A New Look at an Old Friend

Narrator (April Hobart, CXC): Just weeks after NASA's Chandra X-ray Observatory began operations in 1999, the telescope pointed at Centaurus A (Cen A, for short). This galaxy, at a distance of about 12 million light years from Earth, contains a gargantuan jet blasting away from a central supermassive black hole.

Since then, Chandra has returned its attention to this galaxy, each time gathering more data. And, like an old family photo that has been digitally restored, new processing techniques are providing astronomers with a new look at this old galactic friend.

This new image of Cen A contains data from observations, equivalent to over nine and a half days worth of observing time, taken between 1999 and 2012. In this image, the lowest-energy X-rays Chandra detects are in red, while the medium-energy X-rays are green, and the highest-energy ones are blue.

As in all of Chandra's images of Cen A, this one shows the spectacular jet of outflowing material that is generated by the giant black hole at the galaxy's center. The new image also highlights a dust lane that wraps around the waist of the galaxy. Astronomers think this feature is a remnant of a collision that Cen A experienced with a smaller galaxy millions of years ago.

In addition to allowing for the creation of new images, the data housed in Chandra's extensive archive on Cen A provide a rich resource for a wide range of scientific investigations. For example, just last year researchers published new findings on the point-like X-ray sources in Cen A. They found that these sources had masses that fell into two categories. These separate groups correspond to systems where either a neutron star or a black hole is pulling material from a companion star. Information like this may tell us important details about the way the massive stars explode, and gives us even more reason to appreciate this new view of a familiar object.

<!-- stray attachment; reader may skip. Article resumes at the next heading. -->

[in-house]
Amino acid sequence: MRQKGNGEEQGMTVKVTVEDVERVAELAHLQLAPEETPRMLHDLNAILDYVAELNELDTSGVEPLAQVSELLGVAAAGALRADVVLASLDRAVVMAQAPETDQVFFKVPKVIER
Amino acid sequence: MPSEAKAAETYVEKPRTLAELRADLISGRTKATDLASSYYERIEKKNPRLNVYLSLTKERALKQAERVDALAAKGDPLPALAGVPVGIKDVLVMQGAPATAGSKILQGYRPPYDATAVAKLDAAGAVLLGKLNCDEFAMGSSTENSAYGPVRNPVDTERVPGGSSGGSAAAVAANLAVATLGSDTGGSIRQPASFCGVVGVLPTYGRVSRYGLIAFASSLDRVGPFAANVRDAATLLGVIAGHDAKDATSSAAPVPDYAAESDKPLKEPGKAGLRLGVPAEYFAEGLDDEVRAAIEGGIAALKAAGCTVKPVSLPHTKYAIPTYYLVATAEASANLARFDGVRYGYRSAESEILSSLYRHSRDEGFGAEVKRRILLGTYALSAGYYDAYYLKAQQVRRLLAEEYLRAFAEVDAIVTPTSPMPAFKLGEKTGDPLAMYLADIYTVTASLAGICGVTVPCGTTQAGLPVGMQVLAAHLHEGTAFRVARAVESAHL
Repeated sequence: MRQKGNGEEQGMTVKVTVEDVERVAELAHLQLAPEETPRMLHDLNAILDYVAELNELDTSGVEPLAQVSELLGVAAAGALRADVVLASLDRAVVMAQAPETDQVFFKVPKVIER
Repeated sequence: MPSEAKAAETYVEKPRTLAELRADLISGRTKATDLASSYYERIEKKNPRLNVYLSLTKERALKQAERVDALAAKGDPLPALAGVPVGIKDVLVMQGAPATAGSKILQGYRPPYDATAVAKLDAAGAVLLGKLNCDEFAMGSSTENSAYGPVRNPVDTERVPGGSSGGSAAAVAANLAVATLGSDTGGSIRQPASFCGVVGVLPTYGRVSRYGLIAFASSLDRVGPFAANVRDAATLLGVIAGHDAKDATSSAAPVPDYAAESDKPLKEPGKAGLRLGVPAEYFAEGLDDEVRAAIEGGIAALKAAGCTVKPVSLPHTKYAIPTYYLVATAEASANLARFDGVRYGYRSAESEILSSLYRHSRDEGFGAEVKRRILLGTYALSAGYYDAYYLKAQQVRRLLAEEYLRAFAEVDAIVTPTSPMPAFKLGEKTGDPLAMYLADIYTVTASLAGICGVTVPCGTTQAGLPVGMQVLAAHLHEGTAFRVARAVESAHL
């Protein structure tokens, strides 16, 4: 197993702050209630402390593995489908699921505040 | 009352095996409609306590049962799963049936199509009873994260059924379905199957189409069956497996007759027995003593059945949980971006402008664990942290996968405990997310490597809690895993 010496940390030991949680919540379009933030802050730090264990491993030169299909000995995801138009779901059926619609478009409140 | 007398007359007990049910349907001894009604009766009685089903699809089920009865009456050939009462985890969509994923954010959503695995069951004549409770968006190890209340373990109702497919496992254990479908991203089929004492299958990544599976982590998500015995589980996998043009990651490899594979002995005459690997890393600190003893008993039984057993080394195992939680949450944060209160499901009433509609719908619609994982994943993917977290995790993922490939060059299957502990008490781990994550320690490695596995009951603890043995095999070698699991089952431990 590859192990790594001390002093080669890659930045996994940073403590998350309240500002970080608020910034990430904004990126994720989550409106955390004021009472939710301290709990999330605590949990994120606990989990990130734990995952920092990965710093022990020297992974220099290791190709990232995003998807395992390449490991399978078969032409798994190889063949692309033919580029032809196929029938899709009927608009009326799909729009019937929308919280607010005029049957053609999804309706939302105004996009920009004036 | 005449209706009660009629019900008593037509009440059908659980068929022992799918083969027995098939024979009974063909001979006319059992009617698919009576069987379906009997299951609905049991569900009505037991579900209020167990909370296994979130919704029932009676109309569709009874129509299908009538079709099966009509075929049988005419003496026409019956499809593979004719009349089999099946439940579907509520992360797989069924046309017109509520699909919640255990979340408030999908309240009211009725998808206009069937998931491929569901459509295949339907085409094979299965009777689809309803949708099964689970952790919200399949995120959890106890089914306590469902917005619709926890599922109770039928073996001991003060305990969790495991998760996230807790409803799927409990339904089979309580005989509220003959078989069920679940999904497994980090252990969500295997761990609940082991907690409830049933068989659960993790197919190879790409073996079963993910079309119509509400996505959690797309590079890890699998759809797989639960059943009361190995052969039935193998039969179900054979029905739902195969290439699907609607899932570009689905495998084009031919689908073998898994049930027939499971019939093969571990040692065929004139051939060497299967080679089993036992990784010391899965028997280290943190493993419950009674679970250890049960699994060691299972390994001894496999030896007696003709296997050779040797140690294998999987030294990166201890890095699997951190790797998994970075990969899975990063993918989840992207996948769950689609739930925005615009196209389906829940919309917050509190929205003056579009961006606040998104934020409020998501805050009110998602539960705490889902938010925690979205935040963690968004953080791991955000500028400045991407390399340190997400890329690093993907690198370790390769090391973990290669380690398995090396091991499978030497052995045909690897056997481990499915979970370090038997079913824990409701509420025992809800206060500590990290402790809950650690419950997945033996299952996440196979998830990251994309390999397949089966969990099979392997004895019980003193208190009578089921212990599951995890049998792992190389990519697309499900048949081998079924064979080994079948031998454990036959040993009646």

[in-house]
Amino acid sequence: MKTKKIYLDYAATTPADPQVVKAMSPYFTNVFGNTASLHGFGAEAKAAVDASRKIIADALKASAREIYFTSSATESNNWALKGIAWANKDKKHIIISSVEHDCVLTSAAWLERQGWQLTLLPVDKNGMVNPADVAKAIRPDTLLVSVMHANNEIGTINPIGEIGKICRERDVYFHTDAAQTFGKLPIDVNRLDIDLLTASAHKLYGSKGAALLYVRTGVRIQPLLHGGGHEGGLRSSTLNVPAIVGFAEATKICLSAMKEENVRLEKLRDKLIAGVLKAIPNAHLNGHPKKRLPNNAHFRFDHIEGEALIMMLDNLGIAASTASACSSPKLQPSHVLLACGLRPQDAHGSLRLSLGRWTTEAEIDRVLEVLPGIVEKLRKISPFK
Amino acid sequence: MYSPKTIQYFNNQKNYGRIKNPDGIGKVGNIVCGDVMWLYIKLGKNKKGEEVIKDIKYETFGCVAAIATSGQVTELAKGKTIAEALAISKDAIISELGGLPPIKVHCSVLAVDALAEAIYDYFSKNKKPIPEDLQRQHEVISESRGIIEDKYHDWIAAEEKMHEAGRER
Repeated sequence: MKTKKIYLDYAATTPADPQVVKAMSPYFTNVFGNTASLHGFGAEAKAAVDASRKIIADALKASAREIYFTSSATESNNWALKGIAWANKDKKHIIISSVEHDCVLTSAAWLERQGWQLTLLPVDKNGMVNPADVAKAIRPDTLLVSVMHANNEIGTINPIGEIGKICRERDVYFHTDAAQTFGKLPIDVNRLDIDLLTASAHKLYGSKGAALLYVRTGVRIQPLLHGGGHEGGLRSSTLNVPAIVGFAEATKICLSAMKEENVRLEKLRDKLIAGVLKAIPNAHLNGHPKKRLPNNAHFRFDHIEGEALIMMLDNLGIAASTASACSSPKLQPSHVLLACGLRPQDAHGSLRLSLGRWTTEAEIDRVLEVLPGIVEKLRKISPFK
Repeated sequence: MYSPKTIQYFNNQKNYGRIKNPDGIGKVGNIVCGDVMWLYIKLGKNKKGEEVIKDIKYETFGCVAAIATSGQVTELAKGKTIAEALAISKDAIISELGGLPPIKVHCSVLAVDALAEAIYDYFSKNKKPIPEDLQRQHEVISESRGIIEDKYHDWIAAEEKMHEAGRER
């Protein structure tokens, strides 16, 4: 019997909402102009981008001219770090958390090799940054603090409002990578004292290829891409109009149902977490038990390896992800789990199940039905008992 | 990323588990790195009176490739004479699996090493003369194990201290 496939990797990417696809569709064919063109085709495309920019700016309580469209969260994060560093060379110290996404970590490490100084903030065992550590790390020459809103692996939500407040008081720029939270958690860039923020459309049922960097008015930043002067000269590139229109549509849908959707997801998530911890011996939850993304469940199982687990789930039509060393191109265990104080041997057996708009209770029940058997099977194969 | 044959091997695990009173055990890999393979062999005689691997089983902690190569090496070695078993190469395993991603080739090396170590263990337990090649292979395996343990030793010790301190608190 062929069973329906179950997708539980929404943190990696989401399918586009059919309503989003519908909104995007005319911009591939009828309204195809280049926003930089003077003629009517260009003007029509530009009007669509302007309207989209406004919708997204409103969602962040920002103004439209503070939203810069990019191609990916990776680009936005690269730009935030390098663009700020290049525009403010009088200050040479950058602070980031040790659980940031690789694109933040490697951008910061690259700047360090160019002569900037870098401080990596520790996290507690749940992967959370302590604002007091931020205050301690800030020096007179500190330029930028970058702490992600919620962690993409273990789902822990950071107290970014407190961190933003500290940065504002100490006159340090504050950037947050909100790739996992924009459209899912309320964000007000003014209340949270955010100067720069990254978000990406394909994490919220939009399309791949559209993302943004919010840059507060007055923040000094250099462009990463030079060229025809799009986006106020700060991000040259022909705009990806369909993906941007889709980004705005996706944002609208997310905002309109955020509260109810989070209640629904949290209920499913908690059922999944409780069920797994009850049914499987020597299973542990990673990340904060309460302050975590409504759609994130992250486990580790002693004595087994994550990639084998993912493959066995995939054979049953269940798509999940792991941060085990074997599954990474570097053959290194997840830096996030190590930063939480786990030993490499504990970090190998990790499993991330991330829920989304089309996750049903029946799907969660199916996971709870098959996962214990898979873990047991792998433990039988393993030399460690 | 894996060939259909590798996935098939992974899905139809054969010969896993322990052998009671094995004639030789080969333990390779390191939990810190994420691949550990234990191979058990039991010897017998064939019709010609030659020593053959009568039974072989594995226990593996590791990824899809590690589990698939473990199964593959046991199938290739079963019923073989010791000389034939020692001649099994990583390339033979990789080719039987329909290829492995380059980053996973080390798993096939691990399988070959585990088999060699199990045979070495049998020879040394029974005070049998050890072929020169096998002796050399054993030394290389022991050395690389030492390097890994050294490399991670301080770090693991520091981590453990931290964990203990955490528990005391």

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Narrator (April Hobart, CXC): HD 189733b: An exoplanet in orbit around a star about 63 light years from Earth. It has been nearly two decades since the first exoplanets – that is, planets around stars other than our Sun – were discovered. Now for the first time, X-ray observations have detected an exoplanet passing in front of its parent star. The observations, made by NASA's Chandra X-ray Observatory and the European Space Agency's XMM-Newton Observatory, took advantage of the alignment of a planet and its parent star in HD 189733. This alignment enabled the observatories to observe a dip in X-ray intensity as the planet moved in front of, or transited, the star. This technique is the one used so successfully at optical wavelengths by NASA's Kepler telescope. In earlier studies using optical light, astronomers discovered that the main star in the HD 189733 system had what is known as a "hot Jupiter" around it. This means the planet is about the size of Jupiter, but in very close orbit around its star. The planet – that has been named HD 189733b -- is over 30 times closer to its star than Earth is to the Sun, and goes around the star once every 2.2 days. The new X-ray data suggest that this planet has a larger atmosphere than previously thought. This, in turn, may imply that radiation from the parent star is evaporating the atmosphere of HD 189733b more quickly than expected. The results on HD 189733 demonstrate how we need information from many different telescopes that detect different types of light to get a fuller picture of these mysterious worlds that we are now able to explore.